An ‘important purpose of section 34 [of the Constitution] is to guarantee the protection of the judicial process to persons who have disputes that can be resolved by law’ and that the right of access to court is ‘foundational to the stability of an orderly society. It ensures the peaceful, regulated and institutionalised mechanisms to resolve disputes, without resorting to self-help. The right of access to court is a bulwark against vigilantism, and the chaos and anarchy which it causes. Construed in this context of the rule of law and the principle against self-help in particular, access to court is indeed of cardinal importance’.The right guaranteed s34 would be rendered meaningless if court orders could be ignored with impunity:the underlying purposes of the right — and particularly that of avoidance of self-help — would be undermined if litigants could decide which orders they wished to obey and which they wished to ignore.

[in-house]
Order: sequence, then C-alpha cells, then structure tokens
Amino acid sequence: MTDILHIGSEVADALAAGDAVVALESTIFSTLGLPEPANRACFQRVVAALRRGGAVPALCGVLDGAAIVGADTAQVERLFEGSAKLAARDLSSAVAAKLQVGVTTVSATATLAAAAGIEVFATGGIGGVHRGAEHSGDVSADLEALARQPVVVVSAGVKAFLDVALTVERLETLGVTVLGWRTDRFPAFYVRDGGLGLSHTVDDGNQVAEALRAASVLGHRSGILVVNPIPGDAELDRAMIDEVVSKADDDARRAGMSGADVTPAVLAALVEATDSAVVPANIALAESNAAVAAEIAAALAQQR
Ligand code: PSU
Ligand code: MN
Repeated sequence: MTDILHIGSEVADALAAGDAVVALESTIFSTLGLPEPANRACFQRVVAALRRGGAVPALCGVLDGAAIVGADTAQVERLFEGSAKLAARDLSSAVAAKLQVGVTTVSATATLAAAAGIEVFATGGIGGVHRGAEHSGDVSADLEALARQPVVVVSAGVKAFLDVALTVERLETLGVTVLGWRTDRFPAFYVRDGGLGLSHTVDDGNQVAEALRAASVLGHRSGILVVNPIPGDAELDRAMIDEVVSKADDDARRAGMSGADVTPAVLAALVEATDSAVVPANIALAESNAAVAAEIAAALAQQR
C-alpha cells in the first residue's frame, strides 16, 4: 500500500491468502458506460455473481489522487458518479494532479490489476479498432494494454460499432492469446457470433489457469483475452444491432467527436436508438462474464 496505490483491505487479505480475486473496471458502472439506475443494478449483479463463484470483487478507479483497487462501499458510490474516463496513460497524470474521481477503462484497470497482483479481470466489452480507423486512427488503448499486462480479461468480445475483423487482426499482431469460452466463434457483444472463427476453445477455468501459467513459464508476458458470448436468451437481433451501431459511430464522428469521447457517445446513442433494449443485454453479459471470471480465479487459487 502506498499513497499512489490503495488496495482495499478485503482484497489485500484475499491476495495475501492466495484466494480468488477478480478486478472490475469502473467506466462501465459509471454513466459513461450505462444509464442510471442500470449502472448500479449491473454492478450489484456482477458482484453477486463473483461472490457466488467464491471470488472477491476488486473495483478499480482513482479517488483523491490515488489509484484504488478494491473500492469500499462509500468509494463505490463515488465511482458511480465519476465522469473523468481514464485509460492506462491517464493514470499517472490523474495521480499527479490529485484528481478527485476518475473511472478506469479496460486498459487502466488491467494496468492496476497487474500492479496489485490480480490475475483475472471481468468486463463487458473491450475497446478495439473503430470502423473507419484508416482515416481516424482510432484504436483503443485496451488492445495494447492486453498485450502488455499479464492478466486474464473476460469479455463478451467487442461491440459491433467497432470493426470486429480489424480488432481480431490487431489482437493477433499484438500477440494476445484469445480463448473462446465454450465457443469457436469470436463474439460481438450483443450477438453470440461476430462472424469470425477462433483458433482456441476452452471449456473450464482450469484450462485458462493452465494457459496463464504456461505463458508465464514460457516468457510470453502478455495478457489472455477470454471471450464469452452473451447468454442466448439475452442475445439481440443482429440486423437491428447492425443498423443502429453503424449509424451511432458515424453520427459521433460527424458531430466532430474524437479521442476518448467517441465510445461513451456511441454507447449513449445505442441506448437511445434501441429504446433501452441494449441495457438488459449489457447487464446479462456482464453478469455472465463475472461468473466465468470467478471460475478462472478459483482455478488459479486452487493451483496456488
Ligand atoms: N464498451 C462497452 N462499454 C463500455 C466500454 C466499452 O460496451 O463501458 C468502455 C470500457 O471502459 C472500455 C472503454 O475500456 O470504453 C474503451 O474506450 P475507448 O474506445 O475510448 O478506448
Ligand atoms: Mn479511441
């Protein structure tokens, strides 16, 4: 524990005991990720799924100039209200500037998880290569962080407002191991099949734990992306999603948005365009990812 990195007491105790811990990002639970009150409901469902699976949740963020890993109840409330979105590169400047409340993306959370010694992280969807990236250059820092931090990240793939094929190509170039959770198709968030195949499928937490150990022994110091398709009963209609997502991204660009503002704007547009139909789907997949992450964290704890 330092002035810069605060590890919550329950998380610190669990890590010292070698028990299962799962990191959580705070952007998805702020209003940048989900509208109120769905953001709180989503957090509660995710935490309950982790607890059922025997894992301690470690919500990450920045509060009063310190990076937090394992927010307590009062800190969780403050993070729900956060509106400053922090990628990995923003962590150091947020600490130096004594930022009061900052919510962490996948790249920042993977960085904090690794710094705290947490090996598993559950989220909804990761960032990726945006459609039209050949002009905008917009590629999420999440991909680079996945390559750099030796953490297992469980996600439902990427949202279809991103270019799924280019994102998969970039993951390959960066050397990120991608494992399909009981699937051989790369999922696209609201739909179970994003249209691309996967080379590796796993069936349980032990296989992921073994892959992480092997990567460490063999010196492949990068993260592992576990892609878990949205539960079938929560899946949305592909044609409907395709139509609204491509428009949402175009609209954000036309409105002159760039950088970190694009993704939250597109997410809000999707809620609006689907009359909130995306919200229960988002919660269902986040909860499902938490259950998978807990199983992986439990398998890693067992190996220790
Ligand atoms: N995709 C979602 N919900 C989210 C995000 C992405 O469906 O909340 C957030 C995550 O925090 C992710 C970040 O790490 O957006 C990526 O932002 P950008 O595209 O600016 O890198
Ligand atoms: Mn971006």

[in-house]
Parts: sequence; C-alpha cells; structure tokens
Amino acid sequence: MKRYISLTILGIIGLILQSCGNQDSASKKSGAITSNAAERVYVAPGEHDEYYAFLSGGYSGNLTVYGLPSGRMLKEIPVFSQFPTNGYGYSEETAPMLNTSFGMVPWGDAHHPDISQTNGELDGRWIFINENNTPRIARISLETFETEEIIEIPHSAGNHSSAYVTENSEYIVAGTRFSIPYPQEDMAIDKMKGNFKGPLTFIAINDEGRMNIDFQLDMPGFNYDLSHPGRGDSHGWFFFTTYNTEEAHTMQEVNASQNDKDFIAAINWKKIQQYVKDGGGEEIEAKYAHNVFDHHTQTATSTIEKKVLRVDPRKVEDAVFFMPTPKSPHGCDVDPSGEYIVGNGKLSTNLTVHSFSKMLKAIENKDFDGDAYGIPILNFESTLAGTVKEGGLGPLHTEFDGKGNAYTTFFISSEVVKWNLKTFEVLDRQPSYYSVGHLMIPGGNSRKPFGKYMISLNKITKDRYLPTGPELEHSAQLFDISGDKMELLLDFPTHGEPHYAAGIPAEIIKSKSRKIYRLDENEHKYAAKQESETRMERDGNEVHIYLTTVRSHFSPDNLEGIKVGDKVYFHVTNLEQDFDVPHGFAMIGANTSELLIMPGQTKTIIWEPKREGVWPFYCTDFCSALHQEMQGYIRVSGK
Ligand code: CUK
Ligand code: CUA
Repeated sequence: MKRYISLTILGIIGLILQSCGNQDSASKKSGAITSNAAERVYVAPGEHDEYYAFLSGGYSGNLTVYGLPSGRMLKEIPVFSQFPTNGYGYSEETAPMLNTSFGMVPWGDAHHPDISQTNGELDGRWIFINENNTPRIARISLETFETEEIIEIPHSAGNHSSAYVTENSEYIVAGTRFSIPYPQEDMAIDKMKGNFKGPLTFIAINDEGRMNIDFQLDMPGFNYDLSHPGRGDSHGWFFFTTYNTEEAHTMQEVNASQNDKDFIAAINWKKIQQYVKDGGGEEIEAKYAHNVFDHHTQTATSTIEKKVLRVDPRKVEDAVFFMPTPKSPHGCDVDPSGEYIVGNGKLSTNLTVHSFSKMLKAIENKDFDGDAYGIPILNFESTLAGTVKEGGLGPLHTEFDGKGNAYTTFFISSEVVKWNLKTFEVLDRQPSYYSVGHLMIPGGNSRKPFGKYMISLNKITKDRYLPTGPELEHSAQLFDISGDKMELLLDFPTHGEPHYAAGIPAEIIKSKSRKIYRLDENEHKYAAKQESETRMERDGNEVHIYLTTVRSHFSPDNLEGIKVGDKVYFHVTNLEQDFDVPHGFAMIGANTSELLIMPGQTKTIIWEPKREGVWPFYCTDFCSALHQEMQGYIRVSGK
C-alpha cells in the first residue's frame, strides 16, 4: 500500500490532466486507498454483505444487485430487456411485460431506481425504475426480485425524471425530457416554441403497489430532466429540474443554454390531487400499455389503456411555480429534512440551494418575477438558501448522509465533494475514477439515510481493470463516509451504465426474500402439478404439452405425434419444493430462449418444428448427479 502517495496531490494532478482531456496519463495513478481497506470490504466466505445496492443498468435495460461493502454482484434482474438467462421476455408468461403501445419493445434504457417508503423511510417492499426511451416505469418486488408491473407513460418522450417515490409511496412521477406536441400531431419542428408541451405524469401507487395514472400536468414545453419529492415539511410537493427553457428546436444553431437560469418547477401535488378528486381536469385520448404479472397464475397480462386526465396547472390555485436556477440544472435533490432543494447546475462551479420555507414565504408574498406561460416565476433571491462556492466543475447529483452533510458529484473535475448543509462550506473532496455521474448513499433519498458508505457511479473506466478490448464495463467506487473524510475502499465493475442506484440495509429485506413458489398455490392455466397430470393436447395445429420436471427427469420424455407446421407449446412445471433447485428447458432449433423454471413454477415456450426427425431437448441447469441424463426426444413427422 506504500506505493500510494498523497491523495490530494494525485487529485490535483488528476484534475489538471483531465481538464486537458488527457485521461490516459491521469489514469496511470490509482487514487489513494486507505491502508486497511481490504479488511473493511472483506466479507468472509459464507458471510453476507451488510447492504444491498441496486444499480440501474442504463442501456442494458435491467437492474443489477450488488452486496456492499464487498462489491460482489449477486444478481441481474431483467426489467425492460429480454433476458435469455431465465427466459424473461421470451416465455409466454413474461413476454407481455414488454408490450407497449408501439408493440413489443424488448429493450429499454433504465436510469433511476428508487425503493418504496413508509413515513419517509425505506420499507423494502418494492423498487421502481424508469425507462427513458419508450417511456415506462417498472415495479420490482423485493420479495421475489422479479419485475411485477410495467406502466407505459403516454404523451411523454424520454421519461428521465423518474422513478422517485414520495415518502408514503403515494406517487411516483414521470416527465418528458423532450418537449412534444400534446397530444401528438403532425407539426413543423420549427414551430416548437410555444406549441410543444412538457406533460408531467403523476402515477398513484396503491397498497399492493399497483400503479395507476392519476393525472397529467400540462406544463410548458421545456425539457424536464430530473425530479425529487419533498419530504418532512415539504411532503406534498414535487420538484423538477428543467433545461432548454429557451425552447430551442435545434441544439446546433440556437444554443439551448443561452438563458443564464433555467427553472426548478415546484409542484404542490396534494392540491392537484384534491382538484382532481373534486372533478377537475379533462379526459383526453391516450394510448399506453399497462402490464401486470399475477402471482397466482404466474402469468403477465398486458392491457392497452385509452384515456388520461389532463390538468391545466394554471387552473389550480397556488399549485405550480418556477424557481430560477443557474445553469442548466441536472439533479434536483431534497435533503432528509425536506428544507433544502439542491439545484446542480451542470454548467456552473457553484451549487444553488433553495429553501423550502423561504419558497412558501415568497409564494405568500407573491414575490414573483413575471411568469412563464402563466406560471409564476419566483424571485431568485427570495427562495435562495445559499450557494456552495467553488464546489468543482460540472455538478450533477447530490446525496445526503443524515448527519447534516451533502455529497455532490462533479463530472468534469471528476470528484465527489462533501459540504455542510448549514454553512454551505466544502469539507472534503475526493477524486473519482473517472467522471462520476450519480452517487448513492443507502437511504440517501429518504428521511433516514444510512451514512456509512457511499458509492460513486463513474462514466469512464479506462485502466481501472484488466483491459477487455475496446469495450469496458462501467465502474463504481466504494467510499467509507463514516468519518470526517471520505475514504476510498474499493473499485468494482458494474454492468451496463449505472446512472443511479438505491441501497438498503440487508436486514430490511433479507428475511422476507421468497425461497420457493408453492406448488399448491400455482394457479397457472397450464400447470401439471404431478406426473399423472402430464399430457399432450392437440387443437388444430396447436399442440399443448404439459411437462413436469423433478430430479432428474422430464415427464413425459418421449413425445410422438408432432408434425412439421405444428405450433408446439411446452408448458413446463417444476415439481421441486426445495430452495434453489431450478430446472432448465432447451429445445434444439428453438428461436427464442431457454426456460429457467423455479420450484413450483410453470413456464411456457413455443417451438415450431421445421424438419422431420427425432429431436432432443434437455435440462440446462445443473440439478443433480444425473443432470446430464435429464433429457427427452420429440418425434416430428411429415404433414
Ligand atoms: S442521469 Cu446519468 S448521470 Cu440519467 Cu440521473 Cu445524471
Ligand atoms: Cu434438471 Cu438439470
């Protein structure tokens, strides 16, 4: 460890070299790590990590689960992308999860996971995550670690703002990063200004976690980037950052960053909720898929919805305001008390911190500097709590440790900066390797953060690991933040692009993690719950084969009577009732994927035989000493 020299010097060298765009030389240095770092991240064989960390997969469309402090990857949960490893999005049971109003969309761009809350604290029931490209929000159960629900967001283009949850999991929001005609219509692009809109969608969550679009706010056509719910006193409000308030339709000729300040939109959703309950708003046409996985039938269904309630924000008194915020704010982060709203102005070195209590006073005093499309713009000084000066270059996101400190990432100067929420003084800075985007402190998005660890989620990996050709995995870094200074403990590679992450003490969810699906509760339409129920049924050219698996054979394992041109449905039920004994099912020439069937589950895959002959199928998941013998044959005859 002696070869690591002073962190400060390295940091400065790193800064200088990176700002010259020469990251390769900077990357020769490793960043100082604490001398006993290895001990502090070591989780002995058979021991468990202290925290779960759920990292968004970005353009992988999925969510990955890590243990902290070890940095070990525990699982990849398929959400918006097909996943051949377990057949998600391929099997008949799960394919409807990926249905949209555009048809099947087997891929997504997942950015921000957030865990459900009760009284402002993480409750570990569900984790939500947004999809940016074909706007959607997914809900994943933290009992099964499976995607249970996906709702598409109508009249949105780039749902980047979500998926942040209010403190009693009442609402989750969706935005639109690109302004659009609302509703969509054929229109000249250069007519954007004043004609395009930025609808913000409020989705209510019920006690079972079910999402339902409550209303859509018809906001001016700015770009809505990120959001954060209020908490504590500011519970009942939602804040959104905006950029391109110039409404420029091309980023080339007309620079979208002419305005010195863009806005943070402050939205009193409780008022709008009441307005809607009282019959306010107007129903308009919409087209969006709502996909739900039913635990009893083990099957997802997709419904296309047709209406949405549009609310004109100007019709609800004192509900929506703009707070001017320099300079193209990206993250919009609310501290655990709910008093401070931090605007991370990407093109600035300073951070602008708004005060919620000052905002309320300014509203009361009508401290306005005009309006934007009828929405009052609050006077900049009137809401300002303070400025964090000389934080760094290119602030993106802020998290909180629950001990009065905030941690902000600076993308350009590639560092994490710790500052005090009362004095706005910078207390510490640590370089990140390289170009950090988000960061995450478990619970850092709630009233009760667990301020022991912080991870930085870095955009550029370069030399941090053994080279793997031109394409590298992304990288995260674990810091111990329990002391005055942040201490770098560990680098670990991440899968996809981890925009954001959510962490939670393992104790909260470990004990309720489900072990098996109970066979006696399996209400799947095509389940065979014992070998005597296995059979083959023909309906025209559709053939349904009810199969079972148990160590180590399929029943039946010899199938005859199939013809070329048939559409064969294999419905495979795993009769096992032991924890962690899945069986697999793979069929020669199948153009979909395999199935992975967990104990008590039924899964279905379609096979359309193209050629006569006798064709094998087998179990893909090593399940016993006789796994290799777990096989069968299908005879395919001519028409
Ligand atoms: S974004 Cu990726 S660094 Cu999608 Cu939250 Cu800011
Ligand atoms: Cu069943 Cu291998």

2.8 Assessment on the transformation of the judicial system and the role of the judiciary in a developmental state to be carried out with a reputable research institution
In the main, this assessment is three fold: firstly, to ensure the judiciary conforms to the transformation mandate as envisaged in the Constitution of the Republic in terms of non-racialism, gender, disability and other transformational variables. Secondly, access to justice on all levels of the courts from lower courts through to Constitutional Courts. Thirdly, to affirm the independence of the judiciary as well as that of the executive and parliament with a view to promoting interdependence and interface that is necessary to realize transformation goals envisaged by the Constitution.
Cabinet agreed to the following approach to the transformation of the judicial system: